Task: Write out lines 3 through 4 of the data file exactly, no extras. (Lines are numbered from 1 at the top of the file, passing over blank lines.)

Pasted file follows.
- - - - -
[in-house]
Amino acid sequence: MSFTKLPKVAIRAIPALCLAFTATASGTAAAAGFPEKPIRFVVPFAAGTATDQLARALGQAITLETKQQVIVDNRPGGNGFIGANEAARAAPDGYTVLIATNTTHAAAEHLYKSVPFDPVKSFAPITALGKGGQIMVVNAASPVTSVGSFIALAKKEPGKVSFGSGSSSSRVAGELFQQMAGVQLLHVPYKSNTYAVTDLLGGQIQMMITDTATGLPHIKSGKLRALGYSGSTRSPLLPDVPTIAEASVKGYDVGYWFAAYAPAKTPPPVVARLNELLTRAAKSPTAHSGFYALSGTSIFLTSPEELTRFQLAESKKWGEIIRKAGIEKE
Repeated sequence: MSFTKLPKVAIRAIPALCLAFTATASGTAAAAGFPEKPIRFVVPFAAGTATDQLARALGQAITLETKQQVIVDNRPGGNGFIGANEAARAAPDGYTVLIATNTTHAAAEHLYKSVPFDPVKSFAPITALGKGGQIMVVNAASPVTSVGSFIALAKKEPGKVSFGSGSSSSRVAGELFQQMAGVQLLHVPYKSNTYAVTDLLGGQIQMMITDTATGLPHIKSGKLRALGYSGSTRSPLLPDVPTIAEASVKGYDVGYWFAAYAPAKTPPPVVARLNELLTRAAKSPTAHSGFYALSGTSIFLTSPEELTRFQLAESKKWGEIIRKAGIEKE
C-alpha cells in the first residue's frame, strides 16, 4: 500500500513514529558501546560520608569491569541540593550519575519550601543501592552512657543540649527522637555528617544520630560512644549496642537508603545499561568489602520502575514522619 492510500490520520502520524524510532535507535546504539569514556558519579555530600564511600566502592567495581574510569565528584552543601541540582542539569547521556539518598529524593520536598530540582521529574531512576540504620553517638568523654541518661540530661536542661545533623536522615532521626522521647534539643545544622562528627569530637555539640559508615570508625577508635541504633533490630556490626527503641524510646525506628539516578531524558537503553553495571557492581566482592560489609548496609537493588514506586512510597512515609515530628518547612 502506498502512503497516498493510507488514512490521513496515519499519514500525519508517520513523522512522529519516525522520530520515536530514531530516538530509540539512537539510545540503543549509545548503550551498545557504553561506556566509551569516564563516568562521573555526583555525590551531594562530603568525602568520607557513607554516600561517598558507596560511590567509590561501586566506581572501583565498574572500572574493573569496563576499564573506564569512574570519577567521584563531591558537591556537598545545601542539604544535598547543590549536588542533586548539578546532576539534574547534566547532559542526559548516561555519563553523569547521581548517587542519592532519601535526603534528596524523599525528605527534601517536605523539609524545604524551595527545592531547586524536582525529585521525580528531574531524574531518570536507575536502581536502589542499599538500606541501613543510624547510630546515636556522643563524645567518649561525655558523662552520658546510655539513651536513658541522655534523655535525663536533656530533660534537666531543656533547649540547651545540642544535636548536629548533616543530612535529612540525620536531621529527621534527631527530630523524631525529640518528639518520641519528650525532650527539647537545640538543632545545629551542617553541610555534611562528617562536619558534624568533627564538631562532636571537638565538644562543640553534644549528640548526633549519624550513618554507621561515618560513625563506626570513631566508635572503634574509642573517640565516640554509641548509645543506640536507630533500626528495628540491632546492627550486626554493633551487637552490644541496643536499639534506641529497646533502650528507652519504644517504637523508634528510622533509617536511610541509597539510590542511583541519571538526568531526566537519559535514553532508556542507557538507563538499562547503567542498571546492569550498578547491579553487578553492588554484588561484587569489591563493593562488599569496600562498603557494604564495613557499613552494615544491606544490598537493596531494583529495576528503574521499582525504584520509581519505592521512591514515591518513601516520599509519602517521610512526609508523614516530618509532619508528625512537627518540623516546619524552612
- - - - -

Repeated sequence: MSFTKLPKVAIRAIPALCLAFTATASGTAAAAGFPEKPIRFVVPFAAGTATDQLARALGQAITLETKQQVIVDNRPGGNGFIGANEAARAAPDGYTVLIATNTTHAAAEHLYKSVPFDPVKSFAPITALGKGGQIMVVNAASPVTSVGSFIALAKKEPGKVSFGSGSSSSRVAGELFQQMAGVQLLHVPYKSNTYAVTDLLGGQIQMMITDTATGLPHIKSGKLRALGYSGSTRSPLLPDVPTIAEASVKGYDVGYWFAAYAPAKTPPPVVARLNELLTRAAKSPTAHSGFYALSGTSIFLTSPEELTRFQLAESKKWGEIIRKAGIEKE
C-alpha cells in the first residue's frame, strides 16, 4: 500500500513514529558501546560520608569491569541540593550519575519550601543501592552512657543540649527522637555528617544520630560512644549496642537508603545499561568489602520502575514522619 492510500490520520502520524524510532535507535546504539569514556558519579555530600564511600566502592567495581574510569565528584552543601541540582542539569547521556539518598529524593520536598530540582521529574531512576540504620553517638568523654541518661540530661536542661545533623536522615532521626522521647534539643545544622562528627569530637555539640559508615570508625577508635541504633533490630556490626527503641524510646525506628539516578531524558537503553553495571557492581566482592560489609548496609537493588514506586512510597512515609515530628518547612 502506498502512503497516498493510507488514512490521513496515519499519514500525519508517520513523522512522529519516525522520530520515536530514531530516538530509540539512537539510545540503543549509545548503550551498545557504553561506556566509551569516564563516568562521573555526583555525590551531594562530603568525602568520607557513607554516600561517598558507596560511590567509590561501586566506581572501583565498574572500572574493573569496563576499564573506564569512574570519577567521584563531591558537591556537598545545601542539604544535598547543590549536588542533586548539578546532576539534574547534566547532559542526559548516561555519563553523569547521581548517587542519592532519601535526603534528596524523599525528605527534601517536605523539609524545604524551595527545592531547586524536582525529585521525580528531574531524574531518570536507575536502581536502589542499599538500606541501613543510624547510630546515636556522643563524645567518649561525655558523662552520658546510655539513651536513658541522655534523655535525663536533656530533660534537666531543656533547649540547651545540642544535636548536629548533616543530612535529612540525620536531621529527621534527631527530630523524631525529640518528639518520641519528650525532650527539647537545640538543632545545629551542617553541610555534611562528617562536619558534624568533627564538631562532636571537638565538644562543640553534644549528640548526633549519624550513618554507621561515618560513625563506626570513631566508635572503634574509642573517640565516640554509641548509645543506640536507630533500626528495628540491632546492627550486626554493633551487637552490644541496643536499639534506641529497646533502650528507652519504644517504637523508634528510622533509617536511610541509597539510590542511583541519571538526568531526566537519559535514553532508556542507557538507563538499562547503567542498571546492569550498578547491579553487578553492588554484588561484587569489591563493593562488599569496600562498603557494604564495613557499613552494615544491606544490598537493596531494583529495576528503574521499582525504584520509581519505592521512591514515591518513601516520599509519602517521610512526609508523614516530618509532619508528625512537627518540623516546619524552612